Sometimes, when it rains it pours.
Amidst an ongoing in war in Ukraine, a powerful earthquake hits Japan, and a COVID-19 surge leads to a lockdown in China. These black swan events have devastated millions of lives and disrupted operations on every continent. This week, I was going to rehash the tough decisions business leaders are making to continue doing business in Russia, navigate sanctions on Russia, shut down production in China, or monitor the situation in Japan, but instead let’s look to the future and how technology is making industry more resilient to an increasingly chaotic world.
Imagine a world where manufacturing moves at the pace of software. Artificial intelligence instantly revises demand forecasts and provides new scenarios to leaders they may have never dreamed of. Machine learning sifts the product catalog to identify any products that may face sanctions and surfaces the best possible parts that can be manufactured at a different location. Digital twins of factory layouts and machinery run optimization algorithms to find extra space for more production or different product mixes. Operators log in to the metaverse to receive interactive virtual training with digital work instructions on the new equipment headed their way. Industrial robots adapt in real time to changing material handling routes and assembly tasks. Missing part schematics are downloaded from the cloud and printed via additive manufacturing locally while intellectual property is protected. This world is not far from where we are today, let’s keep building it.
Ford rolls out autonomous robot-operated 3D printers in vehicle production
Leveraging an in-house-developed interface, Ford has managed to get the KUKA-built bot to ‘speak the same language’ as its other systems, and operate them without human interaction. So far, the firm’s patent-pending approach has been deployed to 3D print custom parts for the Mustang Shelby GT500 sports car, but it could yet yield efficiency savings across its production workflow.
“This new process has the ability to change the way we use robotics in our manufacturing facilities,” said Jason Ryska, Ford’s Director of Global Manufacturing Technology Development. “Not only does it enable Ford to scale its 3D printer operations, it extends into other aspects of our manufacturing processes – this technology will allow us to simplify equipment and be even more flexible on the assembly line.”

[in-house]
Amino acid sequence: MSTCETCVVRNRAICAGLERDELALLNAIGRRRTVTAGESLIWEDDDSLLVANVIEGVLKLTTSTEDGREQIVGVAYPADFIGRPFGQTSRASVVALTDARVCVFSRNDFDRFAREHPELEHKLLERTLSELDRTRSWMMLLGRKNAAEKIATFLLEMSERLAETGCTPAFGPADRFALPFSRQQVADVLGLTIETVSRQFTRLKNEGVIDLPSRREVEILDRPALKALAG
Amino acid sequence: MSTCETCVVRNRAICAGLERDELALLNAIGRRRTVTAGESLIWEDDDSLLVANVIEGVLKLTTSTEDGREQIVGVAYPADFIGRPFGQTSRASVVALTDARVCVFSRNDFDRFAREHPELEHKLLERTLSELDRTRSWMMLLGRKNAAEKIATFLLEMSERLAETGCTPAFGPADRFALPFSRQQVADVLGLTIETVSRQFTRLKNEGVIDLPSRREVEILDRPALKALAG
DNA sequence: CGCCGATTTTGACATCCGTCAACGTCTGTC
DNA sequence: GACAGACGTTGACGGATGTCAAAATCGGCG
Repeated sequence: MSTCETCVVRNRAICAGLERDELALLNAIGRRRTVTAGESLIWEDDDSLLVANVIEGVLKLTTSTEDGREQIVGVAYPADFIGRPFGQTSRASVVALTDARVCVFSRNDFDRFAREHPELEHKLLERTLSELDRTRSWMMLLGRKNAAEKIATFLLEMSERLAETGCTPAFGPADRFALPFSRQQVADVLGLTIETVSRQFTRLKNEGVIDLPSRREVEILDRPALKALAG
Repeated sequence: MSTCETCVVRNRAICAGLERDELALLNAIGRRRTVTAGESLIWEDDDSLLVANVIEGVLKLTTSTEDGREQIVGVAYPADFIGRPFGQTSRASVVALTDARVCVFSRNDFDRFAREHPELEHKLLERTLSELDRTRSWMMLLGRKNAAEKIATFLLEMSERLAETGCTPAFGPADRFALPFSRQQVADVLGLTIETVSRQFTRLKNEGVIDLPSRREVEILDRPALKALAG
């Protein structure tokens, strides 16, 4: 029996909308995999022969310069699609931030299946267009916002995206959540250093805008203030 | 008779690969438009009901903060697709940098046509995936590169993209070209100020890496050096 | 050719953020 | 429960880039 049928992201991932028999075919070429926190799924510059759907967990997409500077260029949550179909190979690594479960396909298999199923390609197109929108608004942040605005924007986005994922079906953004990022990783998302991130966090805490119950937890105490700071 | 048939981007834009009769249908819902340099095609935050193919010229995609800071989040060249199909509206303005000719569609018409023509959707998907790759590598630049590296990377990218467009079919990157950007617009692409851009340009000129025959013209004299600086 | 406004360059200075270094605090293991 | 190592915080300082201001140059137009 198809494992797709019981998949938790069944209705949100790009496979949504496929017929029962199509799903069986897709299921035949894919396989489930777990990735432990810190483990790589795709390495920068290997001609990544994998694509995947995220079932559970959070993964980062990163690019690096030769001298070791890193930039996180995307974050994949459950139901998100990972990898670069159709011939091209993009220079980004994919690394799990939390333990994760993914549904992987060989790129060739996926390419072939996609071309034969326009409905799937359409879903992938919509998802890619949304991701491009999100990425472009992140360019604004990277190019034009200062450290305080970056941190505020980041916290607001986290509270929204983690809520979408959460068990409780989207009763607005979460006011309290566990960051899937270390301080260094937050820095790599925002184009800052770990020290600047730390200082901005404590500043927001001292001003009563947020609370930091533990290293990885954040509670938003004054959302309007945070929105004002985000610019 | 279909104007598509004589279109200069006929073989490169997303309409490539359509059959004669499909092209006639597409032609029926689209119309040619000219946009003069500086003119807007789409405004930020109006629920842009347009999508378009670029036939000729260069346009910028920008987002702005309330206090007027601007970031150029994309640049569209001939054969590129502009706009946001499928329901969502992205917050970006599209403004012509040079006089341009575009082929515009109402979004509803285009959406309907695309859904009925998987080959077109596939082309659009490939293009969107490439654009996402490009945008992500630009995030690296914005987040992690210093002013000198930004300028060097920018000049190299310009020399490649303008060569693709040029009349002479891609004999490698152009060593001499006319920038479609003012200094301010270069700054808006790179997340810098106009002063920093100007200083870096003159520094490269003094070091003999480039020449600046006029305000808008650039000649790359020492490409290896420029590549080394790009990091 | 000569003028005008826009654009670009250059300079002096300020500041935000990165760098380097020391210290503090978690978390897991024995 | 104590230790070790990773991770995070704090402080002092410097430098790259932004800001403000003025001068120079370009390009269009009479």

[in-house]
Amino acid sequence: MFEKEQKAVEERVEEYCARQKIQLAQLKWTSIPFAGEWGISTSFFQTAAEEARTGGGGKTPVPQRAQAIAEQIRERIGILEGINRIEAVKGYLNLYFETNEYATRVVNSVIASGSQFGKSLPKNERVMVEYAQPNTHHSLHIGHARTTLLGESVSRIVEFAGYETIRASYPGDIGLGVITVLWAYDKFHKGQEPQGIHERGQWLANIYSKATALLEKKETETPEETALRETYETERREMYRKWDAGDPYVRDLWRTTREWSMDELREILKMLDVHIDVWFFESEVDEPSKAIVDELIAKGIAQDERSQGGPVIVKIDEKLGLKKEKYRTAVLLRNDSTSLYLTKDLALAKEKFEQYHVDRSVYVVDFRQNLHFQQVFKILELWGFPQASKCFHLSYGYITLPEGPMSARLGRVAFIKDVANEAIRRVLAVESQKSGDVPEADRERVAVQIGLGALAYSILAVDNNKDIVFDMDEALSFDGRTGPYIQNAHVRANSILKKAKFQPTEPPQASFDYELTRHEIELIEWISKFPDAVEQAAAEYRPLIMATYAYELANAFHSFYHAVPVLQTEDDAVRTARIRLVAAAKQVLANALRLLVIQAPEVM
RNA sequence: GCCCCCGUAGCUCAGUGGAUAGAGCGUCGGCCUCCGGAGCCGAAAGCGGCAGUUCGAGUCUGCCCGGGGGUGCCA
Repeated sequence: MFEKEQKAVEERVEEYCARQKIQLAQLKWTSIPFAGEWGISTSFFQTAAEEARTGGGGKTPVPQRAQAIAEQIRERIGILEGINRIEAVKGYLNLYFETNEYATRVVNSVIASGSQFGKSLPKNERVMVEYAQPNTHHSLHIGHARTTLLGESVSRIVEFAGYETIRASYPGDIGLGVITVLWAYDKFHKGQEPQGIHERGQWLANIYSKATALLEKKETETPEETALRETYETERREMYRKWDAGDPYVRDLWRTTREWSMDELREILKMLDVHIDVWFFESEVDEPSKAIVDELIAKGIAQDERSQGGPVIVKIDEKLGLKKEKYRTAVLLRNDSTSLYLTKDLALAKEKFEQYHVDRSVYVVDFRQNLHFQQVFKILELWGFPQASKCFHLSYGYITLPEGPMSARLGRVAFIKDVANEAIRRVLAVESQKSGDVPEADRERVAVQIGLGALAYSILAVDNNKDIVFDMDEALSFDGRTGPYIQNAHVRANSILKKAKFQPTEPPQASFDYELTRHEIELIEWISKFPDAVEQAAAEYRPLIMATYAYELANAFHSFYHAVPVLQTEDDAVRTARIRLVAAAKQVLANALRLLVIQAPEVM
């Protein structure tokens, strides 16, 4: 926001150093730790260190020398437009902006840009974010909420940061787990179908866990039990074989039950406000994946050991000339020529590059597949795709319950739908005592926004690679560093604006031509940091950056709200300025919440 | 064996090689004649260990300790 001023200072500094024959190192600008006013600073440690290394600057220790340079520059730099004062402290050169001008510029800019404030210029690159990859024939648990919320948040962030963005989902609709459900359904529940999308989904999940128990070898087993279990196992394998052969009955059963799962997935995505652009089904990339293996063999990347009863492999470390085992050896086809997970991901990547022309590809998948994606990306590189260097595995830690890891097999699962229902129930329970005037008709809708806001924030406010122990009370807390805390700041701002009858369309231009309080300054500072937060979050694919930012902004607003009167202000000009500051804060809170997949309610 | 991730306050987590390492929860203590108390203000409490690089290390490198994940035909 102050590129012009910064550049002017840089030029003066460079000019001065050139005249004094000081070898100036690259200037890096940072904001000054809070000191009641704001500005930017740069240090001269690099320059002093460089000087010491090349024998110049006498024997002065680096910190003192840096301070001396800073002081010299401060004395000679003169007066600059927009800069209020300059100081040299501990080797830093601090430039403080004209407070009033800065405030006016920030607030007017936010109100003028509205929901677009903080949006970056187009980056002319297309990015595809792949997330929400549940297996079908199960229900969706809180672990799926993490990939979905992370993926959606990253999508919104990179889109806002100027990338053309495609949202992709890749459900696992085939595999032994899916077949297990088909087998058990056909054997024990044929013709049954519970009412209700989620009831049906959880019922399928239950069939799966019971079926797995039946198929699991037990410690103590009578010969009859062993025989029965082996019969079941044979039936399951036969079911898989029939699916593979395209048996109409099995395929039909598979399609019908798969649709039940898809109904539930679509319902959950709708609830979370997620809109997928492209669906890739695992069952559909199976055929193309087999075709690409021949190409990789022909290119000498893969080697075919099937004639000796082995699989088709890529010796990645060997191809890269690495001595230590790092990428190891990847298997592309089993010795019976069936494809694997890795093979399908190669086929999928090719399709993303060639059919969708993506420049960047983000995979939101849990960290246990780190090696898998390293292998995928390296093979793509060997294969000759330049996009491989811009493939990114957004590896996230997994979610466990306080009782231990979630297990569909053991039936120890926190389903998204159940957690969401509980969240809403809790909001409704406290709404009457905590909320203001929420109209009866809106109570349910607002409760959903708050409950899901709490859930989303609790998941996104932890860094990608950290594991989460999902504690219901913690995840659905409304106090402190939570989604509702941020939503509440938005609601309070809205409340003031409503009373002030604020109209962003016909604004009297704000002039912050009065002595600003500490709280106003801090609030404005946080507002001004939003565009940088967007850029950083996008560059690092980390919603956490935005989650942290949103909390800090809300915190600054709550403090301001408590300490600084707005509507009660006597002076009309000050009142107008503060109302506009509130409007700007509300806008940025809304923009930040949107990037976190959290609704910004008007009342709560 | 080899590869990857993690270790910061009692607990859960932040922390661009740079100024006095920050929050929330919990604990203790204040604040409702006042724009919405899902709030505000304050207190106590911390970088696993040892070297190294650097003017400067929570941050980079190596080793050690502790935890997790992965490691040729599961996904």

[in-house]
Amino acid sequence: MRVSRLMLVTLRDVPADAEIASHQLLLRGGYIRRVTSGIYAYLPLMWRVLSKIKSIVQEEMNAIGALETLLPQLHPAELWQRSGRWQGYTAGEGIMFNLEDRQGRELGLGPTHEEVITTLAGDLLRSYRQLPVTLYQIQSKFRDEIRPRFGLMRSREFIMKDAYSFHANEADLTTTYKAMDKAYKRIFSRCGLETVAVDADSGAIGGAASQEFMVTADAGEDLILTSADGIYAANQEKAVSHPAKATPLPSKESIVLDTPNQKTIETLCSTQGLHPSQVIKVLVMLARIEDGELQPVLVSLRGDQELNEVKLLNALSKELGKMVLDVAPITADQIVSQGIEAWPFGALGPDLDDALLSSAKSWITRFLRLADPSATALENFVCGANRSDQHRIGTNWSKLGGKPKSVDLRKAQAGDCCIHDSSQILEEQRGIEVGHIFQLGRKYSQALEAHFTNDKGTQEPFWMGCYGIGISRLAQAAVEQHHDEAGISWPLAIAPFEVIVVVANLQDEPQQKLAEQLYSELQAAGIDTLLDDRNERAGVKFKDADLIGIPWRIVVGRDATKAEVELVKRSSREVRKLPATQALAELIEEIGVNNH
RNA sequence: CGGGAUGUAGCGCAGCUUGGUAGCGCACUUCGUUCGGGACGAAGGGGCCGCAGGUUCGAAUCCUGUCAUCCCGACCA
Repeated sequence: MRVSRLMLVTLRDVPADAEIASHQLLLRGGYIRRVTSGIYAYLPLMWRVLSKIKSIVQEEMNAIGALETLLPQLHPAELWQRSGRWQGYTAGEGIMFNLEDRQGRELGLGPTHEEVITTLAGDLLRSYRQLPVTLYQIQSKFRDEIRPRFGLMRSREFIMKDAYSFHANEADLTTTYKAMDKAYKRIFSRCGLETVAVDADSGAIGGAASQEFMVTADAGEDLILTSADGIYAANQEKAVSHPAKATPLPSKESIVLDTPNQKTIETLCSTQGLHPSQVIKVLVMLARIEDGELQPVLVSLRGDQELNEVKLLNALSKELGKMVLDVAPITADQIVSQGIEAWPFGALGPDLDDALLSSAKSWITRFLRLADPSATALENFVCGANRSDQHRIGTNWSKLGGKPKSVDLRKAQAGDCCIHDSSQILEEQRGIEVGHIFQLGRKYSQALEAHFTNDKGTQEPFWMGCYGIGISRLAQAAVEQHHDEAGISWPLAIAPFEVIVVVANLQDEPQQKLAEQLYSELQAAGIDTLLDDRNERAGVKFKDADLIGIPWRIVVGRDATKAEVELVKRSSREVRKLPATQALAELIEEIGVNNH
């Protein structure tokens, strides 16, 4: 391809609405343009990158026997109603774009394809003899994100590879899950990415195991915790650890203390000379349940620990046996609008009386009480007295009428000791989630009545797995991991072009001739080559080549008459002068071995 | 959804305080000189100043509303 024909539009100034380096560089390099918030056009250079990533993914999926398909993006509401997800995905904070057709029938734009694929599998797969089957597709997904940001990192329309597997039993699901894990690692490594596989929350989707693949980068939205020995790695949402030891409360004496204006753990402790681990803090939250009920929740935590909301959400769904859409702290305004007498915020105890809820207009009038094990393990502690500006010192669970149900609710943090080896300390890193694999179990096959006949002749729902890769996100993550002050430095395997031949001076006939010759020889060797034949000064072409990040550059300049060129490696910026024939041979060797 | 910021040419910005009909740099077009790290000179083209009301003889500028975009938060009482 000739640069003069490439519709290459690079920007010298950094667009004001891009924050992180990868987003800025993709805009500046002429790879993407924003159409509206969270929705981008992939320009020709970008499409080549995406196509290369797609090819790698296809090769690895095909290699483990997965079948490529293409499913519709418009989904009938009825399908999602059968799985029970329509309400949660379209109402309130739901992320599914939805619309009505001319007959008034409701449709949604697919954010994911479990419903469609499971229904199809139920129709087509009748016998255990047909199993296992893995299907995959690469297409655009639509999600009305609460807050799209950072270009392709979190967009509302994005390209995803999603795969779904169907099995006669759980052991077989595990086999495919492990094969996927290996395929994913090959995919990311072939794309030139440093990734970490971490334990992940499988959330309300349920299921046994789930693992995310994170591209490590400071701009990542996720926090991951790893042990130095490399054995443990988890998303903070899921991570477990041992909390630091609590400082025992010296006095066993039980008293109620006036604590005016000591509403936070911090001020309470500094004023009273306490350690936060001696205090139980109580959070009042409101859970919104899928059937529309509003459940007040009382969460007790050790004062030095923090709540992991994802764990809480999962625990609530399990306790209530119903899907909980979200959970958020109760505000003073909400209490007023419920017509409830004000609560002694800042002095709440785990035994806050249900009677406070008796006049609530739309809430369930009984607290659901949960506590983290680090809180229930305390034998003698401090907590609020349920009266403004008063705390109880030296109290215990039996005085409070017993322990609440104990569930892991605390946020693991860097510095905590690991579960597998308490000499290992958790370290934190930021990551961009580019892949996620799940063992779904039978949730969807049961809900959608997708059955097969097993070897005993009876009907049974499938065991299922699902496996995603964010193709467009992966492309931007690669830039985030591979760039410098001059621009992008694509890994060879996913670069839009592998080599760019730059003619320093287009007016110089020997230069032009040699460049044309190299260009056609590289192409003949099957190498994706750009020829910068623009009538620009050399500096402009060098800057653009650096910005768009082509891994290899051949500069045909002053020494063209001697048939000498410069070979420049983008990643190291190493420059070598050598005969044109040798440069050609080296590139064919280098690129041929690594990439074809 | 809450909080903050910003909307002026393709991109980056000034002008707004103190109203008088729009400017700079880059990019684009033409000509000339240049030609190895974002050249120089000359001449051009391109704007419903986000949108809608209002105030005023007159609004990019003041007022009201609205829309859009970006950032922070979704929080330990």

At present, the company is utilizing its setup to make low-volume, custom parts such as a brake line bracket for the Performance Package-equipped version of its Mustang Shelby GT500. Moving forwards though, Ford believes its program could be applied to make other robots in its production line more efficient as well, and it has filed several patents, not just on its interface, but the positioning of its KUKA bot.
Automation: Why software is the star
As fulfillment centers and warehouses become more highly automated facilities with multiple types of automation, software’s role looms larger. Issues like coordinating multiple systems around cut-off times and service levels, as well as knowing when and how to scale automated systems to accommodate peaks in demand, are two leading reasons why.
One way a warehouse execution system (WES) coordinates the allocation of work across automated systems is with smart order release, which instead of the big “waves” of work, releases work to systems in smaller chunks with the current status and capacity of multiple zones of automation in mind. This order release function can be thought of as the starting point for orchestration, with WES’s ties to lower-level control systems alerting of any unexpected events, or bottlenecks, that might be developing, with some software offering “load balancing” features to help adjust to the present reality on the floor.
With robotics solutions, software plays at multiple levels. Autonomous mobile robot (AMR) vendors, for example, don’t just make robots, they also offer fleet manager software, performance monitoring and analytics. Some vendors are also expanding into broader orchestration with functions like pack-out lines. Of course, artificial intelligence (AI) is in many robotics solutions, so the system can continuously learn over time when it comes to issues like path optimization, or how to best grasp and manipulate items.
Action-limited, multimodal deep Q learning for AGV fleet route planning